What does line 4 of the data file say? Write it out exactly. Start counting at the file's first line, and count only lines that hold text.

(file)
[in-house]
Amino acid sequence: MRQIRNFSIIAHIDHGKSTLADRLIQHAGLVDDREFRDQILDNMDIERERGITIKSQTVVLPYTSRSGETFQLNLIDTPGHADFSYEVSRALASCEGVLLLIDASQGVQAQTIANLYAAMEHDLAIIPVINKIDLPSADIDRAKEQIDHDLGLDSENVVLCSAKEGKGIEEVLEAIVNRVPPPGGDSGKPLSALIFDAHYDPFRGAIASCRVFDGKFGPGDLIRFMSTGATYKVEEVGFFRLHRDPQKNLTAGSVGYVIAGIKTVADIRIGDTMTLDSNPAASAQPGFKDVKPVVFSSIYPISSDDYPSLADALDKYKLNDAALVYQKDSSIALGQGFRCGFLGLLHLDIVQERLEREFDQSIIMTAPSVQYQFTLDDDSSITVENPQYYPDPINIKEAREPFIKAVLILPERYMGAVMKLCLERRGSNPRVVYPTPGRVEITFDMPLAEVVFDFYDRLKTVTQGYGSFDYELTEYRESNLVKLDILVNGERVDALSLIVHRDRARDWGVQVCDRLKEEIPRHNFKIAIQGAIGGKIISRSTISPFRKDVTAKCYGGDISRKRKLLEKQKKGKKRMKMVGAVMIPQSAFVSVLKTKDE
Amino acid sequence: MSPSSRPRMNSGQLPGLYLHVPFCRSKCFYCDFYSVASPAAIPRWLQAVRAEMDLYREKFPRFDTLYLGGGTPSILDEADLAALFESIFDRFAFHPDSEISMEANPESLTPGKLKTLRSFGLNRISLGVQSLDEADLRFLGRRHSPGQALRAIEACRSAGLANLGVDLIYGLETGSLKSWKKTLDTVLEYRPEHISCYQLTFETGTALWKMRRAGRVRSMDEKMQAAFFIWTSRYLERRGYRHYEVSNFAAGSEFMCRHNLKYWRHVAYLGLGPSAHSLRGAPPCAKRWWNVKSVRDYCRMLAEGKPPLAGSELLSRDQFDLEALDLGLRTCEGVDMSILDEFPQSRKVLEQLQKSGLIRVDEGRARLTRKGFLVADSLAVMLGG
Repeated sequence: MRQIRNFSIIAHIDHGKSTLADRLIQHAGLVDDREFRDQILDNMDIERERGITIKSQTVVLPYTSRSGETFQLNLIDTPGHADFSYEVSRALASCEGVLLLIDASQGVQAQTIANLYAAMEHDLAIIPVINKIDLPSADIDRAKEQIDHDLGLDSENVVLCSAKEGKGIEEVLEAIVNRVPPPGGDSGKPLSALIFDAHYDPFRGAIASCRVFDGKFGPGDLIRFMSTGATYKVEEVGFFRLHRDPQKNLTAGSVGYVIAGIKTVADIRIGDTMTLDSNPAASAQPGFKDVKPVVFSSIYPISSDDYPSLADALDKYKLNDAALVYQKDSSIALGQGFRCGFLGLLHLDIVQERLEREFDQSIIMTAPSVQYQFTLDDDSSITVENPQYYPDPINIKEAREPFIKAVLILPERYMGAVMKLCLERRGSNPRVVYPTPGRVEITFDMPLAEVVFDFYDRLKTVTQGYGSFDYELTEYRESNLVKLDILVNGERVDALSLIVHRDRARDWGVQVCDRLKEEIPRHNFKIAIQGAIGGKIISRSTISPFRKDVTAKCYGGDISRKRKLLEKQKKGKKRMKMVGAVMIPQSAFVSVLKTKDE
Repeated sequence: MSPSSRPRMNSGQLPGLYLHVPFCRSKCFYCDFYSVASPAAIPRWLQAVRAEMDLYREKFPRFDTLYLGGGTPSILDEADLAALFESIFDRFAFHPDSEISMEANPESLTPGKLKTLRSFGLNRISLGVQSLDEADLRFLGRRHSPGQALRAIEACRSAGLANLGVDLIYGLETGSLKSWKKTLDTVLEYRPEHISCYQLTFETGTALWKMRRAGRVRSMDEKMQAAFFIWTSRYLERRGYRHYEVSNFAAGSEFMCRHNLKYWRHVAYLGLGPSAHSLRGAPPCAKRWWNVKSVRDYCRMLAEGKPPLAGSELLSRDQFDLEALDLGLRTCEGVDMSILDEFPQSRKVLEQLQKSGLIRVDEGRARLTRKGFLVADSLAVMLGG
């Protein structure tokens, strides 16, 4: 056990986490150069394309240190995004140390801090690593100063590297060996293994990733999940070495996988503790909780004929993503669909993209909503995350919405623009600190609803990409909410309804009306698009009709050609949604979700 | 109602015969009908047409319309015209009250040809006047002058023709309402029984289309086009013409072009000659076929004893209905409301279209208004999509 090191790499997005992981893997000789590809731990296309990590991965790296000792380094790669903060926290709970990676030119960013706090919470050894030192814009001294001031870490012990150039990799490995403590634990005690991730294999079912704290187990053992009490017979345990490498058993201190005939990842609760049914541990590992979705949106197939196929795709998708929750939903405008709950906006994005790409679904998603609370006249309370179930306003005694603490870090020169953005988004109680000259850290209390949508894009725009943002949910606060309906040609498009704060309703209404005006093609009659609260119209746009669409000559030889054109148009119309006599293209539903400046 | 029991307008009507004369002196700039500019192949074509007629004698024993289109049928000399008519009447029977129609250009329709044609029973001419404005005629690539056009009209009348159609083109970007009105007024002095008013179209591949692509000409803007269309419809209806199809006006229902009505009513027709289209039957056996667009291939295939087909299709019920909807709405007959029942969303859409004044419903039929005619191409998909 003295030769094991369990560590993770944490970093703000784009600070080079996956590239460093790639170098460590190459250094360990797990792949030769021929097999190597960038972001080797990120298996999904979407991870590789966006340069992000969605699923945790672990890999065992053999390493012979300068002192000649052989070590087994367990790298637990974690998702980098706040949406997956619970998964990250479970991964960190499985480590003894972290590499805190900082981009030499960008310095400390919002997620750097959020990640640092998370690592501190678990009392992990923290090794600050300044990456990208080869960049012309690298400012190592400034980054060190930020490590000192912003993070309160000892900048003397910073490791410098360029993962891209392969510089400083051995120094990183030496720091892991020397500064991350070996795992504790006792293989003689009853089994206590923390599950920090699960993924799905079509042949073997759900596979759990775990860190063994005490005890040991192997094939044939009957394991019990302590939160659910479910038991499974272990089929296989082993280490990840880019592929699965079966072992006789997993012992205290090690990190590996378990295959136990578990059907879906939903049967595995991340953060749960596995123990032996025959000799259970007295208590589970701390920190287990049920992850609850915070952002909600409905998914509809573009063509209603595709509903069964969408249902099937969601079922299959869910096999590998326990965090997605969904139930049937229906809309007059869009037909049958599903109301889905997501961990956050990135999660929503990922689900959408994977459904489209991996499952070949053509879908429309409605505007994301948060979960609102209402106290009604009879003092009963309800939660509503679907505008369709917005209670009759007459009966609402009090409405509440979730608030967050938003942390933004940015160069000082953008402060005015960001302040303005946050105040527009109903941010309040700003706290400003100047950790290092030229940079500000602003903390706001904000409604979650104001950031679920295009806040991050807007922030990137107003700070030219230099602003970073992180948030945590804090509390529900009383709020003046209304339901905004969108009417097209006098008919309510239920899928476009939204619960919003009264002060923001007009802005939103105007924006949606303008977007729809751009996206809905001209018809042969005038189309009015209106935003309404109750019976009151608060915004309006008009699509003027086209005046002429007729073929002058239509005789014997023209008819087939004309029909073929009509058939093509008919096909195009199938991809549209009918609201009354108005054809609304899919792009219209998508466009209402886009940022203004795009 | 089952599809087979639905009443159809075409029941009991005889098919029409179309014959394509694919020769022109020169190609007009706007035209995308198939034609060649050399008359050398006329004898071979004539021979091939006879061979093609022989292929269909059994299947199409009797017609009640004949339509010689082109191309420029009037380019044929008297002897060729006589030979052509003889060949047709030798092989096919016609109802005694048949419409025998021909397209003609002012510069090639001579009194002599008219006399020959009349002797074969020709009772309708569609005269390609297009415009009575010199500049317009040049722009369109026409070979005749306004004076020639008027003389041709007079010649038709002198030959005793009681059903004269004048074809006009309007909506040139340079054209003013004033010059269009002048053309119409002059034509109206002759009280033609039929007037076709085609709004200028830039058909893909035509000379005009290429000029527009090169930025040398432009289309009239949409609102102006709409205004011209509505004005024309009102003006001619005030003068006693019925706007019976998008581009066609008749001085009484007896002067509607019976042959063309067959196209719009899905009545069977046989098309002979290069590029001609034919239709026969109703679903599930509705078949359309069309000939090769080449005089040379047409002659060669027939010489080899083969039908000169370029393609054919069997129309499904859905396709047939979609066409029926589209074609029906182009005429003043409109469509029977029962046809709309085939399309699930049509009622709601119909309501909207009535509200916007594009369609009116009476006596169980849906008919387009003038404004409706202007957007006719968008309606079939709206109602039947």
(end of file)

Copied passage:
Repeated sequence: MRQIRNFSIIAHIDHGKSTLADRLIQHAGLVDDREFRDQILDNMDIERERGITIKSQTVVLPYTSRSGETFQLNLIDTPGHADFSYEVSRALASCEGVLLLIDASQGVQAQTIANLYAAMEHDLAIIPVINKIDLPSADIDRAKEQIDHDLGLDSENVVLCSAKEGKGIEEVLEAIVNRVPPPGGDSGKPLSALIFDAHYDPFRGAIASCRVFDGKFGPGDLIRFMSTGATYKVEEVGFFRLHRDPQKNLTAGSVGYVIAGIKTVADIRIGDTMTLDSNPAASAQPGFKDVKPVVFSSIYPISSDDYPSLADALDKYKLNDAALVYQKDSSIALGQGFRCGFLGLLHLDIVQERLEREFDQSIIMTAPSVQYQFTLDDDSSITVENPQYYPDPINIKEAREPFIKAVLILPERYMGAVMKLCLERRGSNPRVVYPTPGRVEITFDMPLAEVVFDFYDRLKTVTQGYGSFDYELTEYRESNLVKLDILVNGERVDALSLIVHRDRARDWGVQVCDRLKEEIPRHNFKIAIQGAIGGKIISRSTISPFRKDVTAKCYGGDISRKRKLLEKQKKGKKRMKMVGAVMIPQSAFVSVLKTKDE